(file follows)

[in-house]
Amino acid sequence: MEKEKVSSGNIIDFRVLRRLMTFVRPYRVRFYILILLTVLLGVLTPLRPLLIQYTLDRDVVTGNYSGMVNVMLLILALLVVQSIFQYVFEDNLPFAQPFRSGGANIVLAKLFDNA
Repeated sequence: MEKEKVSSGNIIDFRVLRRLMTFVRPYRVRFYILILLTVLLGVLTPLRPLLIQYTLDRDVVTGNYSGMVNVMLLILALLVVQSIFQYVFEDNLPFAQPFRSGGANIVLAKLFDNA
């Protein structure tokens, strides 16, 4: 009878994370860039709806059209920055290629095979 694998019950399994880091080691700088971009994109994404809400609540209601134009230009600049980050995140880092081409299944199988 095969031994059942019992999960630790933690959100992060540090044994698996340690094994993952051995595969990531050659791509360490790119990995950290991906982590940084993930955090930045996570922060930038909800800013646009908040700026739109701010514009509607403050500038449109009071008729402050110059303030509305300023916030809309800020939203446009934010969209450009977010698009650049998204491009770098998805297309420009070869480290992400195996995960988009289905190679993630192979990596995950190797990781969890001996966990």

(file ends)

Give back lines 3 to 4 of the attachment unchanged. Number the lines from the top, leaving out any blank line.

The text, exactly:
Repeated sequence: MEKEKVSSGNIIDFRVLRRLMTFVRPYRVRFYILILLTVLLGVLTPLRPLLIQYTLDRDVVTGNYSGMVNVMLLILALLVVQSIFQYVFEDNLPFAQPFRSGGANIVLAKLFDNA
């Protein structure tokens, strides 16, 4: 009878994370860039709806059209920055290629095979 694998019950399994880091080691700088971009994109994404809400609540209601134009230009600049980050995140880092081409299944199988 095969031994059942019992999960630790933690959100992060540090044994698996340690094994993952051995595969990531050659791509360490790119990995950290991906982590940084993930955090930045996570922060930038909800800013646009908040700026739109701010514009509607403050500038449109009071008729402050110059303030509305300023916030809309800020939203446009934010969209450009977010698009650049998204491009770098998805297309420009070869480290992400195996995960988009289905190679993630192979990596995950190797990781969890001996966990």